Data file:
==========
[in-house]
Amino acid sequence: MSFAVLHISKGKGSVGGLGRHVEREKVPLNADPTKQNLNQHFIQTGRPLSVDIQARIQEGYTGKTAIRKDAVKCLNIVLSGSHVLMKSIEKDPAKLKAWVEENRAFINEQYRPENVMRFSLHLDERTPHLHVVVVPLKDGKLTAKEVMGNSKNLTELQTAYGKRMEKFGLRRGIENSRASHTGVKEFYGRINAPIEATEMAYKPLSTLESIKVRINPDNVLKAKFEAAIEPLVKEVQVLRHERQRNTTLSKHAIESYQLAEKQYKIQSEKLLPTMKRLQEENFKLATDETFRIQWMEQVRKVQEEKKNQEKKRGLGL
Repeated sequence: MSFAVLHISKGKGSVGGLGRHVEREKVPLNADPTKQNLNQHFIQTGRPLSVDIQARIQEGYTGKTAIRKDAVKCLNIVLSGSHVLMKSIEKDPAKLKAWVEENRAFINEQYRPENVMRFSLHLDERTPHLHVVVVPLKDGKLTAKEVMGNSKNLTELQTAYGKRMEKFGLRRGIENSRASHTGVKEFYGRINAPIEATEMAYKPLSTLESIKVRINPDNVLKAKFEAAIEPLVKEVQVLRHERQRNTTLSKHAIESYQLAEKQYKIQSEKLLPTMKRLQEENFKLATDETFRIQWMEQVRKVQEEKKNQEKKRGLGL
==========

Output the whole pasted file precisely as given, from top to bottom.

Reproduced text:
[in-house]
Amino acid sequence: MSFAVLHISKGKGSVGGLGRHVEREKVPLNADPTKQNLNQHFIQTGRPLSVDIQARIQEGYTGKTAIRKDAVKCLNIVLSGSHVLMKSIEKDPAKLKAWVEENRAFINEQYRPENVMRFSLHLDERTPHLHVVVVPLKDGKLTAKEVMGNSKNLTELQTAYGKRMEKFGLRRGIENSRASHTGVKEFYGRINAPIEATEMAYKPLSTLESIKVRINPDNVLKAKFEAAIEPLVKEVQVLRHERQRNTTLSKHAIESYQLAEKQYKIQSEKLLPTMKRLQEENFKLATDETFRIQWMEQVRKVQEEKKNQEKKRGLGL
Repeated sequence: MSFAVLHISKGKGSVGGLGRHVEREKVPLNADPTKQNLNQHFIQTGRPLSVDIQARIQEGYTGKTAIRKDAVKCLNIVLSGSHVLMKSIEKDPAKLKAWVEENRAFINEQYRPENVMRFSLHLDERTPHLHVVVVPLKDGKLTAKEVMGNSKNLTELQTAYGKRMEKFGLRRGIENSRASHTGVKEFYGRINAPIEATEMAYKPLSTLESIKVRINPDNVLKAKFEAAIEPLVKEVQVLRHERQRNTTLSKHAIESYQLAEKQYKIQSEKLLPTMKRLQEENFKLATDETFRIQWMEQVRKVQEEKKNQEKKRGLGL